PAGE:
On March 23rd, nine Wheaton students drove to the University of Rhode Island Diversifying Individuals Via Education (D.I.V.E.) conference to collaborate with other students who were interested in learning how to break stereotypes and bring intercultural techniques to college campuses. Colleges from all over New England gathered together to learn about pertinent issues involving race and ethnicity inclusion in higher education. Wheaton students participated in conversations that explored race relations, student leadership and social change, institutional barriers, community building and intersectionality and diversity.
Accomplished actor and singer/songwriter, Bryan Terrell Clark, presented his own experience with stereotypes in the performance community as the keynote speaker. He has performed in hugely successful Broadway shows like Hamilton. Clark is a co-founder of Indefined, an online apparel brand whose initiative, which launched in 2017, inspires and teaches young people to use their voice to erase constructive labels in our society. “I felt connected to Clark in his passions and his ethnicity. His presentation was motivational and showed me that there are no limits to my capabilities. I should live authentically and live within the realms of my truth,” said Kelby Perez ’20. This was Perez’s second time attending this conference, and he hopes to go again in the future.
There were many different guest speakers who spoke motivationally about self-love, authenticity and individuality. “My favorite part about the D.I.V.E. conference at the University of Rhode Island was the sense of pride and empowerment students had while creating and maintaining a conference dedicated for students by students for students!” said Andru Anderson ’19. The speakers also talked about intersectionality and prevention of microaggressions. “The people at D.I.V.E. were incredible! I loved the speakers and the sessions. I think it is a great way for other students to learn about the impact they can have and how to advocate for themselves,” said Destiney Fry-Daly ’22.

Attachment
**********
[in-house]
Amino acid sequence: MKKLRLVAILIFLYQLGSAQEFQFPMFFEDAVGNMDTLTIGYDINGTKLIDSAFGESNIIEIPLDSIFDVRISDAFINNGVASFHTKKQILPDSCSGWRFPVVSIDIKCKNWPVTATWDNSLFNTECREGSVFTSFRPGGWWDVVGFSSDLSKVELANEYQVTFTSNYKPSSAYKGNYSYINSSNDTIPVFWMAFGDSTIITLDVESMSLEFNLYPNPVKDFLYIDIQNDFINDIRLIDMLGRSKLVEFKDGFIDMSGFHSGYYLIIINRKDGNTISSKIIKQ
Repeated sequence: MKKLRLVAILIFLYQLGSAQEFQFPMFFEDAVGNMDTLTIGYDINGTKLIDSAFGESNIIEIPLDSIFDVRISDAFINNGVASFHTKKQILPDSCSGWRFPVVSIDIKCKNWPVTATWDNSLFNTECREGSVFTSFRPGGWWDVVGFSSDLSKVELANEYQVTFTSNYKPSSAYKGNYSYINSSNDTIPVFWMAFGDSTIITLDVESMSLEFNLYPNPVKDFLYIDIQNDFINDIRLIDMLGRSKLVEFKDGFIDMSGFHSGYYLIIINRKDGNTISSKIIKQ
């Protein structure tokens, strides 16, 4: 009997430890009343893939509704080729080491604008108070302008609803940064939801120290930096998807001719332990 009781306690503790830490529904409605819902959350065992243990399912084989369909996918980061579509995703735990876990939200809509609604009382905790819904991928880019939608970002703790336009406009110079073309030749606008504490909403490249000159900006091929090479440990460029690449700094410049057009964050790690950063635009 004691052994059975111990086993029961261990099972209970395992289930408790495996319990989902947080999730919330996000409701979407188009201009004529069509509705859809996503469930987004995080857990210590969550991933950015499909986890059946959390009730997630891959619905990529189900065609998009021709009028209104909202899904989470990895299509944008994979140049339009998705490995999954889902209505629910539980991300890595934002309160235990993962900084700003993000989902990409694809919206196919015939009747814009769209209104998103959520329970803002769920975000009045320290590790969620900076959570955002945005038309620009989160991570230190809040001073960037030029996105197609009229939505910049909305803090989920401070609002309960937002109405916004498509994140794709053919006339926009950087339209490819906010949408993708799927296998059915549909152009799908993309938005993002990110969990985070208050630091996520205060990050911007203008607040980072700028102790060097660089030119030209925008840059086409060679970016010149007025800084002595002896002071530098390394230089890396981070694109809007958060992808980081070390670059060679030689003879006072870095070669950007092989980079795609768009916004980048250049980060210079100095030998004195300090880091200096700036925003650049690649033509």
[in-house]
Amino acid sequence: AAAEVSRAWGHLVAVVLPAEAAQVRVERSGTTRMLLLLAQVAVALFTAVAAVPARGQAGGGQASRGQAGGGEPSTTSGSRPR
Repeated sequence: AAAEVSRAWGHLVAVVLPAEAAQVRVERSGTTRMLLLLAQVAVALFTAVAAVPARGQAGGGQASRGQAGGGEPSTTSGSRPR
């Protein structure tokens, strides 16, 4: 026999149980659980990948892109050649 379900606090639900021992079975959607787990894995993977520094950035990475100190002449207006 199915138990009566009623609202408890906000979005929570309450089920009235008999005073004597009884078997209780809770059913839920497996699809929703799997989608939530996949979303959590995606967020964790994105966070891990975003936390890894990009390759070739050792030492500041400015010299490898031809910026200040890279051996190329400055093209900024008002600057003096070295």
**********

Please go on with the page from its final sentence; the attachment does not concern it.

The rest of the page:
“My favorite part of the D.I.V.E. conference was interacting with other students who are also working towards making their campuses diverse and inclusive,” said Gabrielle Astacio ’21. The students attending the conference are all leaders in their communities and are passionate about bringing diversity back to their own institutions. “My favorite part of D.I.V.E. was meeting phenomenal people, not for networking and career connections but for how beautiful they are, the impact they had on you and what they could mean to you years after the encounter,” said Kneeco Hanton ’21.
Every Wheaton student who went to the D.I.V.E. conference is very thankful for the opportunity to be a part of such an important movement. “I could tell that the entire D.I.V.E. team put a lot of heart and hard work into the conference because it showed in the speakers as well as the sessions that I thoroughly enjoyed!” said Yassmine Raoui ’22. The conference not only educated students but also gave them the tools to lead the way in promoting more diversity in their own campuses. “I found the D.I.V.E. conference very enlightening. Leadership is very selfless and I learned how important it is to take care of yourself while leading others,” said Caroline Goodwin ’21. The D.I.V.E. conference is just one step towards making Wheaton College an intersectional and diverse campus.
Categories: Arts and Culture